Gov. Bentley promised that, “At the end of the next four years we will be able to tell every parent in Alabama, there is a Pre-K classroom available for your child.” Again the popular Governor did not present much detail as to how all this would be accomplished in such a short period time or who would have to pay for it.

Brandon Moseley is a senior reporter with eight and a half years at Alabama Political Reporter. You can email him at [email protected] or follow him on Facebook. Brandon is a native of Moody, Alabama, a graduate of Auburn University, and a seventh generation Alabamian.

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Health

Vaccines should protect against mutated strains of coronavirus

Public health experts say it will be some time before vaccines are available to the wider public.

Eddie Burkhalter

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(STOCK PHOTO)

Multiple vaccines for COVID-19 are in clinical trials, and one has already applied for emergency use authorization, but how good will those vaccines be against a mutating coronavirus? A UAB doctor says they’ll do just fine. 

Dr. Rachael Lee, UAB’s hospital epidemiologist, told reporters earlier this week that there have been small genetic mutations in COVID-19. What researchers are seeing in the virus here is slightly different than what’s seen in the virus in China, she said. 

“But luckily the way that these vaccines have been created, specifically the mRNA vaccines, is an area that is the same for all of these viruses,” Lee said, referring to the new type of vaccine known as mRNA, which uses genetic material, rather than a weakened or inactive germ, to trigger an immune response. 

The U.S. Food And Drug Administration is to review the drug company Pfizer’s vaccine on Dec. 10. Pfizer’s vaccine is an mRNA vaccine, as is a vaccine produced by the drug maker Moderna, which is expected to also soon apply for emergency use approval.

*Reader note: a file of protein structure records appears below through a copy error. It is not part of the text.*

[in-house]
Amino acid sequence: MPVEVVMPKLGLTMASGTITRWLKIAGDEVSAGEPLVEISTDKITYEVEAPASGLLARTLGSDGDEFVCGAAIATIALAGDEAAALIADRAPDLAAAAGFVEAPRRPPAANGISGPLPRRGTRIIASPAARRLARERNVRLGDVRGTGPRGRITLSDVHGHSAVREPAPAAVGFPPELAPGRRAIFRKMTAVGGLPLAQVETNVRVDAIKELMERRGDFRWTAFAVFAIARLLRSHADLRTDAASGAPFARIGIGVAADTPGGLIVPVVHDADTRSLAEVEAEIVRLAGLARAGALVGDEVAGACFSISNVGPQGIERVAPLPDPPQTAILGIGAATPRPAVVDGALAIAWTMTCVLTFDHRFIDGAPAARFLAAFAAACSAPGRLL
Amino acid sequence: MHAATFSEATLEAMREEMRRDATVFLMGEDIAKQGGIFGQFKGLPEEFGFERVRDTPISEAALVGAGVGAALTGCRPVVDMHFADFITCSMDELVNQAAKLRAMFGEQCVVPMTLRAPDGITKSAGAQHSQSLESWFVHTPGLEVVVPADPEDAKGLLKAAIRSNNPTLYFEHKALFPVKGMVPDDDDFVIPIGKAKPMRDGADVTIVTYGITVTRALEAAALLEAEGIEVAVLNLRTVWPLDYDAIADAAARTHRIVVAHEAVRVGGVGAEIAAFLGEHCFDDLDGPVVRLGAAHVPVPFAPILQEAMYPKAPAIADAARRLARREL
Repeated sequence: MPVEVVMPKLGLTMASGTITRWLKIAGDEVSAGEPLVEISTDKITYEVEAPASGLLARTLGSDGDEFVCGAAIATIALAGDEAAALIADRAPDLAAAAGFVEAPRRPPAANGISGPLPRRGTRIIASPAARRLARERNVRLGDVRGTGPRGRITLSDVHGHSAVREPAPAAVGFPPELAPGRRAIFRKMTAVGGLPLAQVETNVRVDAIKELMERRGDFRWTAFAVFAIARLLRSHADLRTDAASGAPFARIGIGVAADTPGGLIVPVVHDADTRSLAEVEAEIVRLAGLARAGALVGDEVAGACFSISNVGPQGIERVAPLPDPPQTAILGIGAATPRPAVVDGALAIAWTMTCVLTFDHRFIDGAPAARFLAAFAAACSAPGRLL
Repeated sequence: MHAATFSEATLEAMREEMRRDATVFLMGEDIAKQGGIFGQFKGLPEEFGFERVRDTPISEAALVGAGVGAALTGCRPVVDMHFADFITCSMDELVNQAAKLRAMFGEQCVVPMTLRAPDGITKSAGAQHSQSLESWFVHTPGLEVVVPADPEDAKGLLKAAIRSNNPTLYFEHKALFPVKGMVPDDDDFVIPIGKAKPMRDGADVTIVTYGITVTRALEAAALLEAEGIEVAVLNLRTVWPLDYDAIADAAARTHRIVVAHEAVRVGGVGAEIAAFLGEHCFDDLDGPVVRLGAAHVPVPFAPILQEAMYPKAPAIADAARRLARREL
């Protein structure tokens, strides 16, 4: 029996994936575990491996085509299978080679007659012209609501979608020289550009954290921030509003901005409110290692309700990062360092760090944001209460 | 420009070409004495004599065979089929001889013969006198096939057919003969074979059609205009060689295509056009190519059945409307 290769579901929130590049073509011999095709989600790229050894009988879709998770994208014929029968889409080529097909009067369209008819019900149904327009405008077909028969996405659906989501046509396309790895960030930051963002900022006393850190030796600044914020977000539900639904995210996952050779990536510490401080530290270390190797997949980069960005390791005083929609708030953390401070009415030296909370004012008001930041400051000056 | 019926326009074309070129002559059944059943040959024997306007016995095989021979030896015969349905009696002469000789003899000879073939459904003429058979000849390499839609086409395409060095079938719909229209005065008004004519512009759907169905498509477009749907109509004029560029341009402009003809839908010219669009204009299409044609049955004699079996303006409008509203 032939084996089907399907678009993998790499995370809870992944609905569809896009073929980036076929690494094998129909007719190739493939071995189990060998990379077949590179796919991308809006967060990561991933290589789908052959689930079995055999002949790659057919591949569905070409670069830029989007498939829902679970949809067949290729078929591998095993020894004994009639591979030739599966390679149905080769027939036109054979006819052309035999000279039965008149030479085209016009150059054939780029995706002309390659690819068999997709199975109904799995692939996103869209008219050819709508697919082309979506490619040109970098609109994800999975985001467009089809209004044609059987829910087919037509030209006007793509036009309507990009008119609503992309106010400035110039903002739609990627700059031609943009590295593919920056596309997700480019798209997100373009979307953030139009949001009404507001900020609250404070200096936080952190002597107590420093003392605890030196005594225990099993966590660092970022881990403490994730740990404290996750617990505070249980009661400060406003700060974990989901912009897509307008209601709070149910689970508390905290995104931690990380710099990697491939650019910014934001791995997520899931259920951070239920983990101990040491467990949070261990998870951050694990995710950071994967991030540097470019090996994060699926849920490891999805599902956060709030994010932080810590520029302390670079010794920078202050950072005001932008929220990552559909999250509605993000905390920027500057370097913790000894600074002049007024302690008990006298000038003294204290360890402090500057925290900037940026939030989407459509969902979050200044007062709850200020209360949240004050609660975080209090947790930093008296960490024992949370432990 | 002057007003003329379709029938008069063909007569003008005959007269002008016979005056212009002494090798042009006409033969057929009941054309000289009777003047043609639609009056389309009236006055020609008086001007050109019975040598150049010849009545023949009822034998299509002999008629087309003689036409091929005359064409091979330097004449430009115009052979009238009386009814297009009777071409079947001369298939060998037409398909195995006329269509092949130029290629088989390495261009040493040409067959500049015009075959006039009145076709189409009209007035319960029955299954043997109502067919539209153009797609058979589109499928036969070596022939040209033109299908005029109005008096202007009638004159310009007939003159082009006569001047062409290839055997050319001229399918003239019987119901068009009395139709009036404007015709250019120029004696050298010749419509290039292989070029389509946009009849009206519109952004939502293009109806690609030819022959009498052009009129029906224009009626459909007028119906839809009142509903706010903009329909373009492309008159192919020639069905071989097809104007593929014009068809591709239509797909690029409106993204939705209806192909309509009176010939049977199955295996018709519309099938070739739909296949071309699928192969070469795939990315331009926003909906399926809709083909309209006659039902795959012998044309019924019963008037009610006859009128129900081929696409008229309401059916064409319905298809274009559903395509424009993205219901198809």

“I think that is incredibly good news, that even though we may see some slight mutations,  we should have a vaccine that should cover all of those different mutations,” Lee said. 

Researchers at the University of North Carolina at Chapel Hill and the University of Wisconsin-Madison found in a recent study, published in the journal Science, that COVID-19 has mutated in ways that make it spread much more easily, but the mutation may also make it more susceptible to vaccines. 

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In a separate study, researchers with the Commonwealth Scientific and Industrial Research Organisation found that while most vaccines were modeled after an earlier strain of COVID-19, they found no evidence that the vaccines wouldn’t provide the same immunity response for the new, more dominant strain. 

“This brings the world one step closer to a safe and effective vaccine to protect people and save lives,” said CSIRO chief executive Dr. Larry Marshall, according to Science Daily

While it may not be long before vaccines begin to be shipped to states, public health experts warn it will be some time before vaccines are available to the wider public. Scarce supplies at first will be allocated for those at greatest risk, including health care workers who are regularly exposed to coronavirus patients, and the elderly and ill. 

Alabama State Health Officer Dr. Scott Harris, speaking to APR last week, urged the public to continue wearing masks and practicing social distancing for many more months, as the department works to make the vaccines more widely available.

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“Just because the first shots are rolling out doesn’t mean it’s time to stop doing everything we’ve been trying to get people to do for months. It’s not going to be widely available for a little while,” Harris said.

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Tuberville looks forward to public service “probably for the rest of my life”

Tuberville’s term as senator will begin on Jan. 3 when the 117th Congress is sworn in.

Brandon Moseley

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Senator-elect Tommy Tuberville during an interview with Sean Spicer on Newsmax.

U.S. Senator-elect Tommy Tuberville, R-Alabama, told Newsmax’s Sean Spicer that he looks forward to the opportunity to give back to this country.

“After winning this and after being up here a couple of weeks and seeing how much of a difference we have made just to this point in the Senate has been gratifying,” Tuberville said. “I look forward to doing public service probably for the rest of my life.”

Tuberville said that he was 18 years old when the Vietnam War was coming to a close and then got into coaching so never served in the military and looks forward to the opportunity to give back to the country.